JPMorgan executives are investing heavily in credit-card marketing and rewards in order to capture “our fair share of the growth in spending as we emerged from the pandemic,” according to Barnum.
This means that banks’ loan books are set to grow while the industry continues to benefit from reserve releases and historically low default rates. Add rising interest rates as the Federal Reserve eases accommodative measures taken to avert an economic collapse, and bank profitability is set to skyrocket.
“What we’re hearing from the banks is, let the good times roll,” Mike Mayo, a veteran bank analyst at Wells Fargo, said over the phone. “Indicators are pointing in a positive direction, whether its loan utilization levels, customer activity, or CEO confidence.”
Furthermore, Mayo stated that banks’ efforts to digitize customer-facing roles and automate back-office tasks have begun to significantly improve their margins. That means that as they continue to add customers, their profit margins will improve — a trend that began in the third quarter, he said.
Other executives, on the other hand, were more cautious. In a conference call with analysts on Friday, Goldman Sachs CEO David Solomon said there is still a risk that the delta variant of Covid will rise again; inflation is concerning; and U.S. political dysfunction or rocky relations with China could slow the economy.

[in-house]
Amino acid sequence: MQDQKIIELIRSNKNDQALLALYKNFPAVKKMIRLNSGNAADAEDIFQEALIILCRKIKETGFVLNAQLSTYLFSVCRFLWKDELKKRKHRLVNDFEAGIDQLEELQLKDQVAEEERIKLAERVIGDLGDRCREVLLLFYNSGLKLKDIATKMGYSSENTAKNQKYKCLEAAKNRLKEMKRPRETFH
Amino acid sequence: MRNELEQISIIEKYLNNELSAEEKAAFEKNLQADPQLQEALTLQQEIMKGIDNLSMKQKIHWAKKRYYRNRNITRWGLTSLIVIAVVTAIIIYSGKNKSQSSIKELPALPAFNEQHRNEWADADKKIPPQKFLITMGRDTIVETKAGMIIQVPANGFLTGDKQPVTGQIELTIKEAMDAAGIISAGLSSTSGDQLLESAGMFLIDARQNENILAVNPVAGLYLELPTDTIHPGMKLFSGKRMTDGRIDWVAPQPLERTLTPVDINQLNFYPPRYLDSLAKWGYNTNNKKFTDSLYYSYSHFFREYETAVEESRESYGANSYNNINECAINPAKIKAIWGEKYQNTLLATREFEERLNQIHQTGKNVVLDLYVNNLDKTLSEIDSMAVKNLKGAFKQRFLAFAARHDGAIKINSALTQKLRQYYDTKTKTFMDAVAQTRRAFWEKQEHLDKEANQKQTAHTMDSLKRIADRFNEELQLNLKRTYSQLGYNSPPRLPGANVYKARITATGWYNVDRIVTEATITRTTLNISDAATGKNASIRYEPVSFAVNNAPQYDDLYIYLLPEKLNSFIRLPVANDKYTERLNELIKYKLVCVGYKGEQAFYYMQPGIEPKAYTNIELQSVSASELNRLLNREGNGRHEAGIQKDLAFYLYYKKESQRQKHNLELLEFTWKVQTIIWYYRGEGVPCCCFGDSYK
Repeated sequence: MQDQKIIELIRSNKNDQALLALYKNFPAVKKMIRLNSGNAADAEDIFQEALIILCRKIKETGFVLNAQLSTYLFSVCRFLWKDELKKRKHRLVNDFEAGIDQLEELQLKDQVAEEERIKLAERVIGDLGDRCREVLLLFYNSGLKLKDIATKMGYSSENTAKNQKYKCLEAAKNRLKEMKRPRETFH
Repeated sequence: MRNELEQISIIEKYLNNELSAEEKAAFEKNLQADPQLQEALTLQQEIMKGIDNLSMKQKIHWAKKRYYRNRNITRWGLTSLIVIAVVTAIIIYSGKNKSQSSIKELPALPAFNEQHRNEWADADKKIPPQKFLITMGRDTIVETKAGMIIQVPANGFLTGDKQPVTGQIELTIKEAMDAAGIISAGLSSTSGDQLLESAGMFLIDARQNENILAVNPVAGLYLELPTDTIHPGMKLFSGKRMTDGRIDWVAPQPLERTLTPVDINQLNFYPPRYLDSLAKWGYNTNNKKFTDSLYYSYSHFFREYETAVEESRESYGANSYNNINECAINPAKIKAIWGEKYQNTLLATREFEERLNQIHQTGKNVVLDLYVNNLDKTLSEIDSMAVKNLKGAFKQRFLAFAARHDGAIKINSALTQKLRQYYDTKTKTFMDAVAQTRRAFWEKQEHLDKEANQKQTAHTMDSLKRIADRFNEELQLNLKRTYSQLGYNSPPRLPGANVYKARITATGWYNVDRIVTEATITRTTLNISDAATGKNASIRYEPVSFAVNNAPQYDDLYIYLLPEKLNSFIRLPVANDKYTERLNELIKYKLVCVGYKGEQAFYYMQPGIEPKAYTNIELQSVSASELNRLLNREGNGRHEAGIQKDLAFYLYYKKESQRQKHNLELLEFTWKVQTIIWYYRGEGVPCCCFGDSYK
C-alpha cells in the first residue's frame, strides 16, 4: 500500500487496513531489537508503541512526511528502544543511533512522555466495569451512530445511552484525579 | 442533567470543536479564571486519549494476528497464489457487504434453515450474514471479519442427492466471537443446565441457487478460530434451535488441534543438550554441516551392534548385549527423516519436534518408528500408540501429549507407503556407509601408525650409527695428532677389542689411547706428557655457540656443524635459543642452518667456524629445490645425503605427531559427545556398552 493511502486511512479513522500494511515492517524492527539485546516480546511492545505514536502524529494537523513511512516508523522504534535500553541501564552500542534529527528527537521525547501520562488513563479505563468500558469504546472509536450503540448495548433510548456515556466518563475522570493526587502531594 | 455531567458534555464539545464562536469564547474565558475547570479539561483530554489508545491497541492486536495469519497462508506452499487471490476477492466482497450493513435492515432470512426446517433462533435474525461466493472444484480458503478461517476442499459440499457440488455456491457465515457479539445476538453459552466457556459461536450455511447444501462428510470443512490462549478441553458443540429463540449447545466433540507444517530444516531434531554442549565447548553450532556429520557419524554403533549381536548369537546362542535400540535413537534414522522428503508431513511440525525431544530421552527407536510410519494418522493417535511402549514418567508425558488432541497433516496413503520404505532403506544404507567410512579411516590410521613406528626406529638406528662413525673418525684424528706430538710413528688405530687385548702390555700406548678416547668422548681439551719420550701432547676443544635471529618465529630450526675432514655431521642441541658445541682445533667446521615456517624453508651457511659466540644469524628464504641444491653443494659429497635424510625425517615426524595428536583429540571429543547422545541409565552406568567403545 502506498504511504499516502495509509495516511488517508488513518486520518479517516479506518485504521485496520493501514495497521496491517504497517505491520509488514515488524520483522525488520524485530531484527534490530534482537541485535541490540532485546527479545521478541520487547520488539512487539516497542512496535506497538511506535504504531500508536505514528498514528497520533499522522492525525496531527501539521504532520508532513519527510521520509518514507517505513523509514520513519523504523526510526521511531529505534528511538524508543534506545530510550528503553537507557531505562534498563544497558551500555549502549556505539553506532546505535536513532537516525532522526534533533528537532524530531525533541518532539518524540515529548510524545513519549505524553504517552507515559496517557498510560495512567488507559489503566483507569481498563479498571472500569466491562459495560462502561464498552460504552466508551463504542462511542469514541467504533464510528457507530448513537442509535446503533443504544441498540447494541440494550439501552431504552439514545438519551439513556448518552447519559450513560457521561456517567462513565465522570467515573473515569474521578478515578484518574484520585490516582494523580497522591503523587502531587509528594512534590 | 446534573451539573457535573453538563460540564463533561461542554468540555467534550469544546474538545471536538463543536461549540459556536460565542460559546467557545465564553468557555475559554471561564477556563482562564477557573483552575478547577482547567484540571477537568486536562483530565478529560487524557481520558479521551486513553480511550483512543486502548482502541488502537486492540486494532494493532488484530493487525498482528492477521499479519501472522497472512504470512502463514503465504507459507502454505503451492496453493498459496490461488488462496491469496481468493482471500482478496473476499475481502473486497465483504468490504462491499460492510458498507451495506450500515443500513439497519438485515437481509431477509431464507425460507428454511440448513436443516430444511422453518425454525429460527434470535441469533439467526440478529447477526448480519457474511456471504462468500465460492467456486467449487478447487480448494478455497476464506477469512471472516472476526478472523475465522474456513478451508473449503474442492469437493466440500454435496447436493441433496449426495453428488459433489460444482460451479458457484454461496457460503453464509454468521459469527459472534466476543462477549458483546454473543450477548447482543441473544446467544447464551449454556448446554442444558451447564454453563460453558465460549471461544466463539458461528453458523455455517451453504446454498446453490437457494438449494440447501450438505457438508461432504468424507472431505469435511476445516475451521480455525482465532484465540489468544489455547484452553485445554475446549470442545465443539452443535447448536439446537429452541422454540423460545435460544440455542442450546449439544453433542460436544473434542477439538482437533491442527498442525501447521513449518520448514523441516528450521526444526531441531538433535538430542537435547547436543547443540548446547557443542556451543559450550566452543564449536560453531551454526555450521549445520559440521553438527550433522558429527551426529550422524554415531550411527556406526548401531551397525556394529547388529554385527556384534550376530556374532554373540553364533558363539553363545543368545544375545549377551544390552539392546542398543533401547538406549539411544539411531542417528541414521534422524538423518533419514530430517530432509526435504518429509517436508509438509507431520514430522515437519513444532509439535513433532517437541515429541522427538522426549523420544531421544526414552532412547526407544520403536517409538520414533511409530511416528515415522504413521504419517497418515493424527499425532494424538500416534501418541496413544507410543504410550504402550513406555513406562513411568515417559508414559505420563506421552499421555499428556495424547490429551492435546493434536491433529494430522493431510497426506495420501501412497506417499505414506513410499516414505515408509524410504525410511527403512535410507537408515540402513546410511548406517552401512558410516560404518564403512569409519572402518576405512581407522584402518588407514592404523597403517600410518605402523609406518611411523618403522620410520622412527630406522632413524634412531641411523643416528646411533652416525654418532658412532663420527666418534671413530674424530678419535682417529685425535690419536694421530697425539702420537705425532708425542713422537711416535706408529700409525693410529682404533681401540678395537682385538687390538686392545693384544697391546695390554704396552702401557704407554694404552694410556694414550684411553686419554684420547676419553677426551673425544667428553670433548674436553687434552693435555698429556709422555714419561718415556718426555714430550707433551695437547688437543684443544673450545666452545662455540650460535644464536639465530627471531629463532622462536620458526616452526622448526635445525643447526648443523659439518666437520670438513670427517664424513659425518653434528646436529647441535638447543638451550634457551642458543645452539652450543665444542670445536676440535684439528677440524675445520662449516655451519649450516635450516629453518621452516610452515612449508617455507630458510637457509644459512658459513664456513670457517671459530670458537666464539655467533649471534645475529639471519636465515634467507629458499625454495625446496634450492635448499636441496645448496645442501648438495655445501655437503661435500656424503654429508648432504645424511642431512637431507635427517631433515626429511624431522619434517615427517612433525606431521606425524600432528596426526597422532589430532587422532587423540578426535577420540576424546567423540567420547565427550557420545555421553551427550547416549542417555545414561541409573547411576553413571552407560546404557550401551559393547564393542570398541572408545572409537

But even Solomon was tempted to declare the pandemic’s end.
“We’ve probably seen the worst of the pandemic’s effects on the global economy,” he said. “As the technology behind vaccines improves, we will make further progress against the virus.”
“Two years ago, we were facing Covid, virtually a Great Depression with the global pandemic, and that’s all in the rearview mirror,” JPMorgan CEO Jamie Dimon said.
Bank of America top stock
Every quarter, the Wall Street firm publishes a list of what it calls its thematic primer picks, all of which are rated buy by the bank. According to BofA, these primer stocks have “material” — that is, high or medium — exposure to their respective themes.